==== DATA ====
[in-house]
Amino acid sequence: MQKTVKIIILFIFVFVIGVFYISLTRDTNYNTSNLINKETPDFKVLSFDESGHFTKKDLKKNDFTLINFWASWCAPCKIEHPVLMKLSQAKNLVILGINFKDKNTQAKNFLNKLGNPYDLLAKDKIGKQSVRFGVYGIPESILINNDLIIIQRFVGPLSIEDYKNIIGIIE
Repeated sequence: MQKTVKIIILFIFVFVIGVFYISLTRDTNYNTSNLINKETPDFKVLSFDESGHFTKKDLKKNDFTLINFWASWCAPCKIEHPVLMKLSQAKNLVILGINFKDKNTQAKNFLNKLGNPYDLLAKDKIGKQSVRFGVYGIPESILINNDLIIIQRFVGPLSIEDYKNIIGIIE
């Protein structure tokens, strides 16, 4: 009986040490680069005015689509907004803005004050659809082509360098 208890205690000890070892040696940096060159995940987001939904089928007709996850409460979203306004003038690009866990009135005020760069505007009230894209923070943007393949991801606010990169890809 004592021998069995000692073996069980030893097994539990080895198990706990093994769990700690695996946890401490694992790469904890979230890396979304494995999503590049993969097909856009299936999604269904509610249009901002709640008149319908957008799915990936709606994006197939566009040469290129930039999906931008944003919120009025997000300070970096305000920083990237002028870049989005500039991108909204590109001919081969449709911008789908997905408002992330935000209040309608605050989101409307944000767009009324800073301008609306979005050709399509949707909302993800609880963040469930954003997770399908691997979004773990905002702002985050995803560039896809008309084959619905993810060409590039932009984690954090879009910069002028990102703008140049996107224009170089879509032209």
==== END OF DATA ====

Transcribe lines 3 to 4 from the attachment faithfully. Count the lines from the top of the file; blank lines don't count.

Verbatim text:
Repeated sequence: MQKTVKIIILFIFVFVIGVFYISLTRDTNYNTSNLINKETPDFKVLSFDESGHFTKKDLKKNDFTLINFWASWCAPCKIEHPVLMKLSQAKNLVILGINFKDKNTQAKNFLNKLGNPYDLLAKDKIGKQSVRFGVYGIPESILINNDLIIIQRFVGPLSIEDYKNIIGIIE
């Protein structure tokens, strides 16, 4: 009986040490680069005015689509907004803005004050659809082509360098 208890205690000890070892040696940096060159995940987001939904089928007709996850409460979203306004003038690009866990009135005020760069505007009230894209923070943007393949991801606010990169890809 004592021998069995000692073996069980030893097994539990080895198990706990093994769990700690695996946890401490694992790469904890979230890396979304494995999503590049993969097909856009299936999604269904509610249009901002709640008149319908957008799915990936709606994006197939566009040469290129930039999906931008944003919120009025997000300070970096305000920083990237002028870049989005500039991108909204590109001919081969449709911008789908997905408002992330935000209040309608605050989101409307944000767009009324800073301008609306979005050709399509949707909302993800609880963040469930954003997770399908691997979004773990905002702002985050995803560039896809008309084959619905993810060409590039932009984690954090879009910069002028990102703008140049996107224009170089879509032209």